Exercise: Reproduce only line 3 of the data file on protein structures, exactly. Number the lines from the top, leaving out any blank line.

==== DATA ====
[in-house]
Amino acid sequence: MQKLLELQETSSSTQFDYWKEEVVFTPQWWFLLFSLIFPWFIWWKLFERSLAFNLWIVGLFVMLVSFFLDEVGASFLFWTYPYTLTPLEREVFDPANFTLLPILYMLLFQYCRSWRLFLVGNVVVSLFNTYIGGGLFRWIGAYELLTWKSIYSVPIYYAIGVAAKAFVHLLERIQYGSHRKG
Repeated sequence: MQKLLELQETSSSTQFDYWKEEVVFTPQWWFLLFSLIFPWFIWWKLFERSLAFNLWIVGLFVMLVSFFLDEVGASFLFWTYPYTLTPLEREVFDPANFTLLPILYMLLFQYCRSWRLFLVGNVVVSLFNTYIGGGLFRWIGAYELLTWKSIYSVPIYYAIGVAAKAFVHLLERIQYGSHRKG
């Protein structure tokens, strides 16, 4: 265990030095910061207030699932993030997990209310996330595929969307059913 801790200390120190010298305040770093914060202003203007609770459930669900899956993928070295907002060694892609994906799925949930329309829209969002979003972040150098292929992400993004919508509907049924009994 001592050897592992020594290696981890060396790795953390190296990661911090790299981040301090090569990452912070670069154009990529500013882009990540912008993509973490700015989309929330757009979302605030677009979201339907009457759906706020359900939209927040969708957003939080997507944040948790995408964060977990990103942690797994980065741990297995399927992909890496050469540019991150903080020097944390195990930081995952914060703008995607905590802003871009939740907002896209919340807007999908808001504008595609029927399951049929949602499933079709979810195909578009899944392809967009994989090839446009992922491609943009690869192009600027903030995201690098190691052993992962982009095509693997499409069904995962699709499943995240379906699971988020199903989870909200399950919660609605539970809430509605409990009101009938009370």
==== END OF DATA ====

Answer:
Repeated sequence: MQKLLELQETSSSTQFDYWKEEVVFTPQWWFLLFSLIFPWFIWWKLFERSLAFNLWIVGLFVMLVSFFLDEVGASFLFWTYPYTLTPLEREVFDPANFTLLPILYMLLFQYCRSWRLFLVGNVVVSLFNTYIGGGLFRWIGAYELLTWKSIYSVPIYYAIGVAAKAFVHLLERIQYGSHRKG